Even in the depths of midwinter, the countryside is staggeringly beautiful. FWIW, this was about 3pm - may have been warm, but the sun still goes down early in the frozen north....
Edinburgh Castle is a sight well worth seeing, but its military history tends to overshadow its sense of having been a place of residence. Doune, on the other hand, looks and feels like you expect a castle to look and feel - it's easy to imagine people living in it, something emphasised by the "mod cons" design features it had built into it! No doubt that it was still windy, damp and cold, but it offered private privies for the nobility attached to each state bedroom and in small "aristo only" cubbies off the great hall, serving hatches from the kitchens into the halls to keep the food moving smoothly, and an early kind of central heating through clever hearth and flue placement heating upstairs rooms with the fires in the kitchens.. It looks like it was quite a practical and pleasant place to live by Medieval standards.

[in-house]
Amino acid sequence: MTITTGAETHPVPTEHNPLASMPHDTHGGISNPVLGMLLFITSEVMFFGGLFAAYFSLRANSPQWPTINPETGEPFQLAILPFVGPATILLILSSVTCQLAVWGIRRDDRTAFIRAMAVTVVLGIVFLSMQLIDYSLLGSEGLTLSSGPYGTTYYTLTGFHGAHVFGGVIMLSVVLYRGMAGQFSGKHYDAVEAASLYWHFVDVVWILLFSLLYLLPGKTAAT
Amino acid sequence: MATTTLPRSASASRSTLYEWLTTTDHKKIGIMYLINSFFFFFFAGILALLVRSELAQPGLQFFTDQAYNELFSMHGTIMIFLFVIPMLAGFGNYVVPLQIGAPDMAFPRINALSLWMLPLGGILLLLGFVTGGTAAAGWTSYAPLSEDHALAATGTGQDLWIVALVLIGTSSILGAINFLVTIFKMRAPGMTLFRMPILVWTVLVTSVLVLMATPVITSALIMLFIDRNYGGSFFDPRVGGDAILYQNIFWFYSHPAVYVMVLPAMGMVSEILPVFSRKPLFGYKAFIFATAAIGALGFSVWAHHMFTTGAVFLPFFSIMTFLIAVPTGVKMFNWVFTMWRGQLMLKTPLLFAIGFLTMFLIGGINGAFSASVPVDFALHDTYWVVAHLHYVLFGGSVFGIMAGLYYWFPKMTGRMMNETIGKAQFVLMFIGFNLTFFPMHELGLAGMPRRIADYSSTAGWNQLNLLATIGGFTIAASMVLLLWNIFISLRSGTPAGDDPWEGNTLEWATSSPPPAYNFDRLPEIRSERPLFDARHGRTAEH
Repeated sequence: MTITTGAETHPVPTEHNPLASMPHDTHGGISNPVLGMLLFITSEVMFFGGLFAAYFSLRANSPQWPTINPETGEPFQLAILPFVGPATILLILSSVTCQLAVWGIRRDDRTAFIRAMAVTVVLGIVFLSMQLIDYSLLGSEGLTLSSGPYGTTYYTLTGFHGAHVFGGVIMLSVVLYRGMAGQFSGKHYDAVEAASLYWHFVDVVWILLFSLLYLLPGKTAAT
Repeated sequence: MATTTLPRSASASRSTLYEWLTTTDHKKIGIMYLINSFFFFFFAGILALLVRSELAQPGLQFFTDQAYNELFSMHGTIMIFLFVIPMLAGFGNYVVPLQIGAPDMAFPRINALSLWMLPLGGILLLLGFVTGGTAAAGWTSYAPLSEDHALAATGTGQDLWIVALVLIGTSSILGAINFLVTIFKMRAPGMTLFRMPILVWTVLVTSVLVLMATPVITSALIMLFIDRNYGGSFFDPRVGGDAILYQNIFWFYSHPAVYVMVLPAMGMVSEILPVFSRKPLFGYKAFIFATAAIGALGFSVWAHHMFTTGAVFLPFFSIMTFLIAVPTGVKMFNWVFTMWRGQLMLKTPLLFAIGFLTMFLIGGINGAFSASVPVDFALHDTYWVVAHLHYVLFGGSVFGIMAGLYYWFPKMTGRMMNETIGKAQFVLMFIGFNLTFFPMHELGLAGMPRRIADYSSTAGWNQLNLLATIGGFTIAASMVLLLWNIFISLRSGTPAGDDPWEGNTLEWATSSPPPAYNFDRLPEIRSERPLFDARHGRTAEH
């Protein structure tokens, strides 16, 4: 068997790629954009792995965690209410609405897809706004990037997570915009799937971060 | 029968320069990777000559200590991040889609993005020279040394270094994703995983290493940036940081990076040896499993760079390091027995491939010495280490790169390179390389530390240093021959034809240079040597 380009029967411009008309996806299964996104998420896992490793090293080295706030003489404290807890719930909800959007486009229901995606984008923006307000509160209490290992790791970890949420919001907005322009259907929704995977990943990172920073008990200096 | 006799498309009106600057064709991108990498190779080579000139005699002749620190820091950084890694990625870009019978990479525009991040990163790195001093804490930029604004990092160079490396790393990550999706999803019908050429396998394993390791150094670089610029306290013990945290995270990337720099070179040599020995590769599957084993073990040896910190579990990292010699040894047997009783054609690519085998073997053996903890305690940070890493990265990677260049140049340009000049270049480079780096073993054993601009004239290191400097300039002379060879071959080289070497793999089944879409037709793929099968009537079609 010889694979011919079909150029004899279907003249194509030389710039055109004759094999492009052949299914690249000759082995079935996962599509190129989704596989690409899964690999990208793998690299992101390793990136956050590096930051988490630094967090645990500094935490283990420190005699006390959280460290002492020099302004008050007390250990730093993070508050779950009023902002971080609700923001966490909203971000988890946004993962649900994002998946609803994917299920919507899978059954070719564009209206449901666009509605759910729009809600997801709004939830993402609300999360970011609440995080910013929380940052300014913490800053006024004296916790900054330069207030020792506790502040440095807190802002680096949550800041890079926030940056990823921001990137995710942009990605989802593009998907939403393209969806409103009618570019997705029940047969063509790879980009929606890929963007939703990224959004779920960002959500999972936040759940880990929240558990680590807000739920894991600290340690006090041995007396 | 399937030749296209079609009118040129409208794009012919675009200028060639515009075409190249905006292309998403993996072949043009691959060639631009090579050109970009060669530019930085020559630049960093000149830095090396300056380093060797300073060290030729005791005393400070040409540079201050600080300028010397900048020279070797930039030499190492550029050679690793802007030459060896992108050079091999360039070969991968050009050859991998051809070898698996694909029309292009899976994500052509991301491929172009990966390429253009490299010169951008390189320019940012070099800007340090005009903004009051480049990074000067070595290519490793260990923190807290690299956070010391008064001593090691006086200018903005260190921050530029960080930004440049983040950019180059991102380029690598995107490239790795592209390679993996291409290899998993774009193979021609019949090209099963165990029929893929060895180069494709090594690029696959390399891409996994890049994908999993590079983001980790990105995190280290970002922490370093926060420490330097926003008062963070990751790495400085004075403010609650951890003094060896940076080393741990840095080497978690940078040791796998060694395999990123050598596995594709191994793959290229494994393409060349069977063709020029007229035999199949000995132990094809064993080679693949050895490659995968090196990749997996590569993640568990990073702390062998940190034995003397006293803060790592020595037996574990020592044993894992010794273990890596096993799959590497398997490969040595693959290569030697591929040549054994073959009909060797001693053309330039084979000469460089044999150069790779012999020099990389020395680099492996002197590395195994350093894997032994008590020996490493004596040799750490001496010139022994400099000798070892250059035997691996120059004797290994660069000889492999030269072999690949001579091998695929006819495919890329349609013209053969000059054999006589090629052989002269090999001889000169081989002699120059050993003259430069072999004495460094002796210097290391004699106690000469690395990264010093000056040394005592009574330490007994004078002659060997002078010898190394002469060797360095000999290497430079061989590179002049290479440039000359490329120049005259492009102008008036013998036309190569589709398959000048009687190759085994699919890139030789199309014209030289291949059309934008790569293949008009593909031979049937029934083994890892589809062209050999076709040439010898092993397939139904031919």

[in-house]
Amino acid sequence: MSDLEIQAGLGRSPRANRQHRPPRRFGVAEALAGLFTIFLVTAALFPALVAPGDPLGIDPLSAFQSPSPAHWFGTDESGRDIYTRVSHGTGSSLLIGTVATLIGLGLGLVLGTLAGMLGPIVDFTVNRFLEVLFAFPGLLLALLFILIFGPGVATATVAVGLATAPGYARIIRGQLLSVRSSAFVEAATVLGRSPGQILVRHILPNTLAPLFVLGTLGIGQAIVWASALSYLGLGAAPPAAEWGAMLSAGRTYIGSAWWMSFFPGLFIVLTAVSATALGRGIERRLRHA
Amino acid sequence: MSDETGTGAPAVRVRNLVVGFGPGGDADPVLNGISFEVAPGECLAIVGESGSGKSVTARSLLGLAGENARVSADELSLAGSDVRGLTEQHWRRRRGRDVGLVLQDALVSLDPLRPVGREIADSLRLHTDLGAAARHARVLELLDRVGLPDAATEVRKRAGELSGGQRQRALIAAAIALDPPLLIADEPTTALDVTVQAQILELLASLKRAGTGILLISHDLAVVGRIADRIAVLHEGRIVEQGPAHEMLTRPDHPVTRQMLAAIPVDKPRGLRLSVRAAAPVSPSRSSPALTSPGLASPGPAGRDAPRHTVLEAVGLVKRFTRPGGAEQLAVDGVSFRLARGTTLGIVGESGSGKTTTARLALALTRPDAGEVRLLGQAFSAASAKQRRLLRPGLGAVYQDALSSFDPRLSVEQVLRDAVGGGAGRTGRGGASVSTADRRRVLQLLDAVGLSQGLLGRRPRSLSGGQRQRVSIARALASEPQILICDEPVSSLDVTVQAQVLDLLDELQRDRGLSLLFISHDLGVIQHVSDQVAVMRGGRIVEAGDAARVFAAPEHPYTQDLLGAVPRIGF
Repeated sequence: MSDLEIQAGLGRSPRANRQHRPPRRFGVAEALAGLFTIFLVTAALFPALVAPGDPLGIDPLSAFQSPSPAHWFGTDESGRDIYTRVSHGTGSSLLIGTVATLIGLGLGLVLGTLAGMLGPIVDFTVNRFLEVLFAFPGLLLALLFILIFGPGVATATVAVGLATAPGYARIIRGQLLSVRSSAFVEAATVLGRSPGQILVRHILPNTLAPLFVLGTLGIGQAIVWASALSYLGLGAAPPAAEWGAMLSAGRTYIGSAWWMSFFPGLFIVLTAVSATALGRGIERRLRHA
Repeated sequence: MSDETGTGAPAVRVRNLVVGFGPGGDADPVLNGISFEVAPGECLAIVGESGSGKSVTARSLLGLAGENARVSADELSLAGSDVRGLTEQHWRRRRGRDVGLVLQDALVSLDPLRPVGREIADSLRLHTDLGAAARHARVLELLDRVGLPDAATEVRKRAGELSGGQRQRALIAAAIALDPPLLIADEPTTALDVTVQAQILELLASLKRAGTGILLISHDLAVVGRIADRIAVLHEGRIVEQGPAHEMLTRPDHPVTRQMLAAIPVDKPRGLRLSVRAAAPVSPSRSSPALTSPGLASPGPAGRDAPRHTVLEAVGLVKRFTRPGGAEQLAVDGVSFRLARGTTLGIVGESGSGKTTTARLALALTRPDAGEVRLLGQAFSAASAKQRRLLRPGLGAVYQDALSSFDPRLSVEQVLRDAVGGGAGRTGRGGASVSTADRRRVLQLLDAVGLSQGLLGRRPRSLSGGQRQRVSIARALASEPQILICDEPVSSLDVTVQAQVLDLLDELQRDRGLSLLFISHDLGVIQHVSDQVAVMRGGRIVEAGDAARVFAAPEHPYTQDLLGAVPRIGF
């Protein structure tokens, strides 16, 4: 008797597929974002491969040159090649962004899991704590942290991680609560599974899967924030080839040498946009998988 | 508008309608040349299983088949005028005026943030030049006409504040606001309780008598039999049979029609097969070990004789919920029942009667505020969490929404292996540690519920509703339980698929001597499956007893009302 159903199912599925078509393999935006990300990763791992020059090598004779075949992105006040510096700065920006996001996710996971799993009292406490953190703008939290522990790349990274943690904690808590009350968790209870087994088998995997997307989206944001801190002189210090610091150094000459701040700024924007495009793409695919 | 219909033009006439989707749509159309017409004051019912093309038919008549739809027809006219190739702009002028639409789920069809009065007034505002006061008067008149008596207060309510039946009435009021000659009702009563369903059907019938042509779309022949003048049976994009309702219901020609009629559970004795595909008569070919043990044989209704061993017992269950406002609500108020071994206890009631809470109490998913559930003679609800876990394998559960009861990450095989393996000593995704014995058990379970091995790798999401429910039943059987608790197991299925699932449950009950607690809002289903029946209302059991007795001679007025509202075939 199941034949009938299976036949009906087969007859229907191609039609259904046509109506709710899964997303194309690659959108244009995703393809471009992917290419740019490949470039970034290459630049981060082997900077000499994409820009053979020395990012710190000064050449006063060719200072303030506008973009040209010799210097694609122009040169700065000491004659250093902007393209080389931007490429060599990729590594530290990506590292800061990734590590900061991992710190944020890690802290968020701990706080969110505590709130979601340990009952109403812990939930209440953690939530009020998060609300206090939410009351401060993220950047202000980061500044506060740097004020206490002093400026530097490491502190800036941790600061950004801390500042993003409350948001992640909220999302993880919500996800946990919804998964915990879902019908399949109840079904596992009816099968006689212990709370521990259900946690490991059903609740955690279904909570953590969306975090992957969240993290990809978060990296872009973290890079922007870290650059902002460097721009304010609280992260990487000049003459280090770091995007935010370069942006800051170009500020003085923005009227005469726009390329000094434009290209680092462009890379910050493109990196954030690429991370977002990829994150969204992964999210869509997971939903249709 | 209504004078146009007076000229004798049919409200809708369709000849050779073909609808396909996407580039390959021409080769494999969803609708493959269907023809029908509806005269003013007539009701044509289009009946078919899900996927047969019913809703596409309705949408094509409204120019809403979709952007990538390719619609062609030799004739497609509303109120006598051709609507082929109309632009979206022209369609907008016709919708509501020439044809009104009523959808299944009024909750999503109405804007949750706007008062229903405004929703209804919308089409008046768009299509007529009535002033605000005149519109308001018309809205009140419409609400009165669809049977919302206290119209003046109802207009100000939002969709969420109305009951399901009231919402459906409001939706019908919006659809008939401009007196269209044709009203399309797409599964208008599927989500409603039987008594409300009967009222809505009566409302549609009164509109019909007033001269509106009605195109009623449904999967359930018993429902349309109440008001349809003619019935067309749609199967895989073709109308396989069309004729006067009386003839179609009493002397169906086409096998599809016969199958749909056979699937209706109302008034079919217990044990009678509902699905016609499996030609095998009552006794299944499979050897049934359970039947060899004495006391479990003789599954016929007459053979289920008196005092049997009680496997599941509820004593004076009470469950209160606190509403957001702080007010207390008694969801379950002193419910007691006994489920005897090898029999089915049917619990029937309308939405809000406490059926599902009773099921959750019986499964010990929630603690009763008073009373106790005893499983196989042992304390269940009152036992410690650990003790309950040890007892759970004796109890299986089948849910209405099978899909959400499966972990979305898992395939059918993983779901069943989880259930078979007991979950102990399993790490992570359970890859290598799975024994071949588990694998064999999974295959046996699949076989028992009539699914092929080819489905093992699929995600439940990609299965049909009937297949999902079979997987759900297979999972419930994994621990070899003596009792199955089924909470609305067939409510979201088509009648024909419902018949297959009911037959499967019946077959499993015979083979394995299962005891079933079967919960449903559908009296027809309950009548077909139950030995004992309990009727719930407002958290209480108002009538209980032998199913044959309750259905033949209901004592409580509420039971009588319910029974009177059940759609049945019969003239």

Sharp-eyed readers may notice something else about Doune: it was the castle used in Monty Python and the Holy Grail. In fact, Terry Jones narrates the castle's audio-tour guide and, if you're remotely familiar with the film, it's impossible not to walk through without lines from it leaping into your head as soon as you see the reality of the location!
Serving hatches to allow the cooks to hand off the food to the servants to take upstairs. If I'm not mistaken, the reverse of this shot is where they filmed the "Just a little bit of peril!" scene.
While we didn't get as far as water-logged Perthshire, there was still some flooding in Callander.
Didn't stop us from taking in the view and enjoying a supper from the (very good!) chippy in town. Not sure our daughter has quite connected with (understatement) the iconic status of the British chippy, but she did at least give them a try, even if she balked at trying the deep-fried steak-pie she was offered.........
Hamish the Highland Coo?